Ghazal Reigns Supreme at Indo-Pak Mushaira in Jeddah

May 18, 2006 by  


By Siraj Wahab, Special to Muslim Media News Service (MMNS)

JEDDAH, 13 May 2006—Indians and Pakistanis in Jeddah were treated to exquisite poetry from some of the finest names in the world of Urdu poetry at a mushaira organized by the Khak-e-Taiba Trust on Thursday night.

Among others, there were Peerzada Qasim, the unparalleled stalwart of Urdu poetry and vice chancellor of Karachi University; Zakia Ghazal, the unique exponent of the popular genre of poetry; Professor Inayat Ali Khan and Popular Meeruthi, the princes of humor; Muztar Majaz, the able representative of Hyderabad; Rahat Indori, who is unfortunately known more for his histrionics than his good poetry; Meraj Faizabadi, representing the Luknowi school of poetry; and Professor Abdul Wahab Jazb, the new voice from Deccan.

The night belonged to the Pakistani poets. Their specialty was their diction, their experimentation, and the melody of ghazal. Qasim was a special treat. And why not? He is one of the greatest poets of our times after Ahmad Faraz. He touched the chords of everybody at the Jeddah Le Meridien’s Al-Feroz Hall.

Ghazal is known for its lyrical qualities. In Peerzada Qasim, ghazal is at its peak and pinnacle. His diction is fresh, his phraseology unique, his coinage of metaphors superb, his imagery picturesque. His fans hung onto his every word of every couplet. His thought content was a perfect match to the lyrical attribute of the ghazal. The hall burst into repeated wah-wahs when he said:

Ab nahin kuch bhi magar maaraka-e-ishq ki khair/ Jeet maqsoom huwi uski jidhar ho gaye hum
Zindagi aisee guzaari ke subuk sar na huwe/ Yaani is daur mein jeene ka hunar ho gaye hum
Miyaan-e-kaar-e-duniya hum se dil naashad kya karte/ Hame wo yaad kab aaya, use hum yaad kab karte
Hame jaldi bahot thi ishq mein barbaad hone ki/ So pesh-o-pas mein padke waqt barbaad kya karte

And this couplet sent the crowd into a rapturous applause:

Bhala ye aah-o-zaari shobda bazon ke bas ki hai/ Fughan ijaad hoti hai fughan ijaad kya karte

Zakia Ghazal was the queen of the night. Her treatment of ghazal is off-the-beaten track. She finds for herself new “radeefs” and “qafiyas” (rhymes). Ghazal, which had become notorious for its monotonous and overworked and overwrought rhymes, and radeefs are both treated by Zakia with a new and fresh idiom and images. She stole the event with these highly romantic couplets:

Koyee khwab hai na khayaal hai
Ye ajeeb soorat-e-haal hai
Koyee wahshat-e-maah-o-saal hai
Ye ajeeb soorat-e-haal hai
Kabhi sochti hun ke main agar
Tujhe benaqaab karun agar
Zara dosti ka khayaal hai
Ye ajeeb soorat-e-haal hai
Dil-o-nazar se jo dur hai
Koyee mas-ala to zaroor hai
Kaha dil ke shishe mein baal hai
Ye ajeeb soorat-e-haal hai
Teri berukhi ka gila karen
Tere haq mein koyee duwa karen
Koyee faisla muhaal hai
Ye ajeeb soorat-e-haal hai.

Without a doubt, Rahat Indori freed ghazal from the clutches of the romantic grip that represented the old thoughts and symbols of love and the pining for the night of separation. He broke these shackles and indulged in new thought content of life, such as the political situations and the new problems faced by today’s man, especially in light of the suppressed humanity that exists these days all over the Subcontinent. The problem is that he spoils otherwise good poetry by his histrionics. Still, his “tanao hai kya, chunav hai kya” received huge applause.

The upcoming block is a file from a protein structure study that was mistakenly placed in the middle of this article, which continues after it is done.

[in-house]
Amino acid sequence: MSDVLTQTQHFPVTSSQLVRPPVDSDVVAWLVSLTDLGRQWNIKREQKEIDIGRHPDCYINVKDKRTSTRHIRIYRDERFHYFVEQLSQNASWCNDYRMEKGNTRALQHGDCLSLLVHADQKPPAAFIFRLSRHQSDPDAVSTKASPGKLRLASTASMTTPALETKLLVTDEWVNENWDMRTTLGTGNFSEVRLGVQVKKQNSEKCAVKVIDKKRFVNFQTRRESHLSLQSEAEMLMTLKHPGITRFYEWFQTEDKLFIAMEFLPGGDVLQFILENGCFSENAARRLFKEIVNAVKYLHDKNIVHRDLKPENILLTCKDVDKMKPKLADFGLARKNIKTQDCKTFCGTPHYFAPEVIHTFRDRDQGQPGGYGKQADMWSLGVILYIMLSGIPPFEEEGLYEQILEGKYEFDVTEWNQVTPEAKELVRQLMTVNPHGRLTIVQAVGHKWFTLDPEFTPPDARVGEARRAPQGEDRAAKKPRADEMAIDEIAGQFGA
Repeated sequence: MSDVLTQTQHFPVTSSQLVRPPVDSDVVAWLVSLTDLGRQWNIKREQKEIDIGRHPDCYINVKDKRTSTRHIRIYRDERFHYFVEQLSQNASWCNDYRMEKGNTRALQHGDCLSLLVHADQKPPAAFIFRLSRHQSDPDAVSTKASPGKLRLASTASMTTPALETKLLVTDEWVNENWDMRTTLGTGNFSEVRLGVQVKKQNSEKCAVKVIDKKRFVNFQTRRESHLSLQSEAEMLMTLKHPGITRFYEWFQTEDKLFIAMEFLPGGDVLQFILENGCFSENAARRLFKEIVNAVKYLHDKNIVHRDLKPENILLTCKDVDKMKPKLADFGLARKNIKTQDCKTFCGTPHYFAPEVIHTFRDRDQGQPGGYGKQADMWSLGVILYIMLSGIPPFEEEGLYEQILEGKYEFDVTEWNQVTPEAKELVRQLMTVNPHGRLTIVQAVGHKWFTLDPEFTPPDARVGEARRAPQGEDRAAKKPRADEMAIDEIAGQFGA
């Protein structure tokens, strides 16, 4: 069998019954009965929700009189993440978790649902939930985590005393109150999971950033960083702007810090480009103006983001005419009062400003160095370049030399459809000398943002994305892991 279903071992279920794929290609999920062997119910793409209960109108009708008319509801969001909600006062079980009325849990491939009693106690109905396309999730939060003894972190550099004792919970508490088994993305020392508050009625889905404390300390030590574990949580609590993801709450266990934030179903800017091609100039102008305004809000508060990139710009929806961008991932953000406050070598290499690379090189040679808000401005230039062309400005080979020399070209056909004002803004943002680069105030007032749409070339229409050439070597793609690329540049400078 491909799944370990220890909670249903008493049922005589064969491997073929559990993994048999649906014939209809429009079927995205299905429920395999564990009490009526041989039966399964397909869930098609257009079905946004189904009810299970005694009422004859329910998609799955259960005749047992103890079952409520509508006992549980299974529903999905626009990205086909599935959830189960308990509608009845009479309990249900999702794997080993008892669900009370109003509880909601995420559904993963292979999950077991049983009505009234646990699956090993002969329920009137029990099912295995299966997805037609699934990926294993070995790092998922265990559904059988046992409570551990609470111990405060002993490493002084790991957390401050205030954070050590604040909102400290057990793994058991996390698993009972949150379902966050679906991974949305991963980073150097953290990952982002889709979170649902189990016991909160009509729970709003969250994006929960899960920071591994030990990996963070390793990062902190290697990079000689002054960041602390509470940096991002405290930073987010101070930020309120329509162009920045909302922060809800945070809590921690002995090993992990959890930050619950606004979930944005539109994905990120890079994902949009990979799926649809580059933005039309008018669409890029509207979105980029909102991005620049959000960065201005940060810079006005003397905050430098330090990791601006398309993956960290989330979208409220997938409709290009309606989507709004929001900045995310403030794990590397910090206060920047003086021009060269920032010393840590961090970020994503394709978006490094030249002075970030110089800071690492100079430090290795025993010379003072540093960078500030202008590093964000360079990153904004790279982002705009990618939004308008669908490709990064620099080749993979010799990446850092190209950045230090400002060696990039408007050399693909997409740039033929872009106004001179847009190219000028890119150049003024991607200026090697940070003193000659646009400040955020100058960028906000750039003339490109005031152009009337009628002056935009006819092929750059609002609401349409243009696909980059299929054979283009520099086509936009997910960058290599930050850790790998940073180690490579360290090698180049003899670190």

Muztar Majaz also enriched Urdu ghazal with some nice couplets, such as:

Sipi rahegi sipi gohar ban na jayegi/ Maujon ne aasma tak uchali hi kyun na ho
Ayegi roz chandni wali kahan se raat/ Din din hai, raat raat hai kali hi kyun na ho

Inayat Ali Khan’s thrust was on the pathetic situation with which the poor expatriates pass through in the lands where they migrate for work. In his unique style he gave a U-turn to the humor that made people cry and sob at the suffering humanity of the expatriates. His nazm titled “Aerogram” was amazing. It was touching and was indeed a fine piece of Urdu literature
Popular Meeruthi’s popularity lies in his expertise of giving a humorous twist in a quatrain by exploiting a serious line by some great masters of Urdu poetry. “Chalo dildaar chalo chand ke paar chalo” was rip-roaring. And this one brought down the hall:

Ye ibarat gate par ek church ke thereer thi/ Thak chuke ho gar gunahon se to andar aayiye
Uske niche hi kisine lipstick se ye likh diya/ Aur thake ab tak na ho to mere ghar par aayiye!

Abdul Wahab Jazb, from Auranagabad, India, also presented some path-breaking couplets. He is a traditional writer of ghazal who never loses sight of the new and fresh images in ghazal. He said:

Katon ne das liya to nayee baat kya huwi/Hum barg-e-gul se Jazb huwe hain lahoo lahoo.
Wo jo zakhm teer-o-tabar ke they unhe waqt kar gya mundamil/ Ye zaban ka zakhm hai is liye mujhe shak hai bharne me ghao ke

Pakistani Consul General Masood Akhtar, himself an accomplished poet, recited some of his couplets and was well received. Indian Consul General Ausaf Sayeed congratulated the Khak-e-Taiba Trust for a wonderful night of poetry.

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